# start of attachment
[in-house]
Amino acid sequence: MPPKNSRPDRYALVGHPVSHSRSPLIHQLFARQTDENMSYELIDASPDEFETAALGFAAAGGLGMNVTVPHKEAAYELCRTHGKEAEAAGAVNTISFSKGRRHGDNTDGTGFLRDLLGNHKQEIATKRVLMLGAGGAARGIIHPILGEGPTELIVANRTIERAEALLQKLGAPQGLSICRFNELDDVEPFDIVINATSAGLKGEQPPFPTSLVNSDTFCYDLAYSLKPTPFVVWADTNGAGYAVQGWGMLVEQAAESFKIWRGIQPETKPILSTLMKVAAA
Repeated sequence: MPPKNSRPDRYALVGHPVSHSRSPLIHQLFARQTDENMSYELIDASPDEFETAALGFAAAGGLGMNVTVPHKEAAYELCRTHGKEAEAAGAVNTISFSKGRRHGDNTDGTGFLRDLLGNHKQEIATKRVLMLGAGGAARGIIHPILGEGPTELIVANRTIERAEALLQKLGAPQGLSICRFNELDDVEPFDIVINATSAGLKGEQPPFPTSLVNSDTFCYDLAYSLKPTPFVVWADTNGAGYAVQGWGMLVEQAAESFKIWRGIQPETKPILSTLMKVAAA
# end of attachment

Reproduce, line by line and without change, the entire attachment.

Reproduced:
[in-house]
Amino acid sequence: MPPKNSRPDRYALVGHPVSHSRSPLIHQLFARQTDENMSYELIDASPDEFETAALGFAAAGGLGMNVTVPHKEAAYELCRTHGKEAEAAGAVNTISFSKGRRHGDNTDGTGFLRDLLGNHKQEIATKRVLMLGAGGAARGIIHPILGEGPTELIVANRTIERAEALLQKLGAPQGLSICRFNELDDVEPFDIVINATSAGLKGEQPPFPTSLVNSDTFCYDLAYSLKPTPFVVWADTNGAGYAVQGWGMLVEQAAESFKIWRGIQPETKPILSTLMKVAAA
Repeated sequence: MPPKNSRPDRYALVGHPVSHSRSPLIHQLFARQTDENMSYELIDASPDEFETAALGFAAAGGLGMNVTVPHKEAAYELCRTHGKEAEAAGAVNTISFSKGRRHGDNTDGTGFLRDLLGNHKQEIATKRVLMLGAGGAARGIIHPILGEGPTELIVANRTIERAEALLQKLGAPQGLSICRFNELDDVEPFDIVINATSAGLKGEQPPFPTSLVNSDTFCYDLAYSLKPTPFVVWADTNGAGYAVQGWGMLVEQAAESFKIWRGIQPETKPILSTLMKVAAA